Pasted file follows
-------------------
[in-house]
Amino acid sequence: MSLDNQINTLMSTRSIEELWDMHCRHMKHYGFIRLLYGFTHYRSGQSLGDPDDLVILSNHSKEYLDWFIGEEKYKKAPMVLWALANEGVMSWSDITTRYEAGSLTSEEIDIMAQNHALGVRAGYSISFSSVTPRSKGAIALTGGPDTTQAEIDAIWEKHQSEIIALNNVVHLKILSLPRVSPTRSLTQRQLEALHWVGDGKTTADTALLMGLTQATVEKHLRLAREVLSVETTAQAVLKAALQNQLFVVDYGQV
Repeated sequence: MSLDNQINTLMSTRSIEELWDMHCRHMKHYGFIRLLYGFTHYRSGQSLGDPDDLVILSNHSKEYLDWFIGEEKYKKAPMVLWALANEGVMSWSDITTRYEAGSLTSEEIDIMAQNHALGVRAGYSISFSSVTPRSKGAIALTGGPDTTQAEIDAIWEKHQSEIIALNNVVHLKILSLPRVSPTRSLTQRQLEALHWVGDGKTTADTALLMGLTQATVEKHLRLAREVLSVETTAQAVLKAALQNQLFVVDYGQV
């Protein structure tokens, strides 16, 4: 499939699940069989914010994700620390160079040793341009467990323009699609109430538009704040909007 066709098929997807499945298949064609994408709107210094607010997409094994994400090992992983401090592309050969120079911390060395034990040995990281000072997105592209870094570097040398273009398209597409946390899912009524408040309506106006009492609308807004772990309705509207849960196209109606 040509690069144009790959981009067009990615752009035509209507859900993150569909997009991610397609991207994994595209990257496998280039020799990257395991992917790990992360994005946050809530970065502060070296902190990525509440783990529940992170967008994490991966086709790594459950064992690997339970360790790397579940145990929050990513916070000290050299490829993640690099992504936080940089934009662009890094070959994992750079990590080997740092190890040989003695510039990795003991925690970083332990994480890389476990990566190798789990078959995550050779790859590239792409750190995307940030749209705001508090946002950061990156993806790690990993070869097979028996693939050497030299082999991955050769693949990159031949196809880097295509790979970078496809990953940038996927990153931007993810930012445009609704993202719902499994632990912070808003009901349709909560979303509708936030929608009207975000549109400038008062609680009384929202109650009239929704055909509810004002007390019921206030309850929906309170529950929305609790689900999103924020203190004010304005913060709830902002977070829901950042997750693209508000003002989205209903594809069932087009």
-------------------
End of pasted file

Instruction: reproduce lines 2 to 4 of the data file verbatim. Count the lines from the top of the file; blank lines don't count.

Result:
Amino acid sequence: MSLDNQINTLMSTRSIEELWDMHCRHMKHYGFIRLLYGFTHYRSGQSLGDPDDLVILSNHSKEYLDWFIGEEKYKKAPMVLWALANEGVMSWSDITTRYEAGSLTSEEIDIMAQNHALGVRAGYSISFSSVTPRSKGAIALTGGPDTTQAEIDAIWEKHQSEIIALNNVVHLKILSLPRVSPTRSLTQRQLEALHWVGDGKTTADTALLMGLTQATVEKHLRLAREVLSVETTAQAVLKAALQNQLFVVDYGQV
Repeated sequence: MSLDNQINTLMSTRSIEELWDMHCRHMKHYGFIRLLYGFTHYRSGQSLGDPDDLVILSNHSKEYLDWFIGEEKYKKAPMVLWALANEGVMSWSDITTRYEAGSLTSEEIDIMAQNHALGVRAGYSISFSSVTPRSKGAIALTGGPDTTQAEIDAIWEKHQSEIIALNNVVHLKILSLPRVSPTRSLTQRQLEALHWVGDGKTTADTALLMGLTQATVEKHLRLAREVLSVETTAQAVLKAALQNQLFVVDYGQV
């Protein structure tokens, strides 16, 4: 499939699940069989914010994700620390160079040793341009467990323009699609109430538009704040909007 066709098929997807499945298949064609994408709107210094607010997409094994994400090992992983401090592309050969120079911390060395034990040995990281000072997105592209870094570097040398273009398209597409946390899912009524408040309506106006009492609308807004772990309705509207849960196209109606 040509690069144009790959981009067009990615752009035509209507859900993150569909997009991610397609991207994994595209990257496998280039020799990257395991992917790990992360994005946050809530970065502060070296902190990525509440783990529940992170967008994490991966086709790594459950064992690997339970360790790397579940145990929050990513916070000290050299490829993640690099992504936080940089934009662009890094070959994992750079990590080997740092190890040989003695510039990795003991925690970083332990994480890389476990990566190798789990078959995550050779790859590239792409750190995307940030749209705001508090946002950061990156993806790690990993070869097979028996693939050497030299082999991955050769693949990159031949196809880097295509790979970078496809990953940038996927990153931007993810930012445009609704993202719902499994632990912070808003009901349709909560979303509708936030929608009207975000549109400038008062609680009384929202109650009239929704055909509810004002007390019921206030309850929906309170529950929305609790689900999103924020203190004010304005913060709830902002977070829901950042997750693209508000003002989205209903594809069932087009």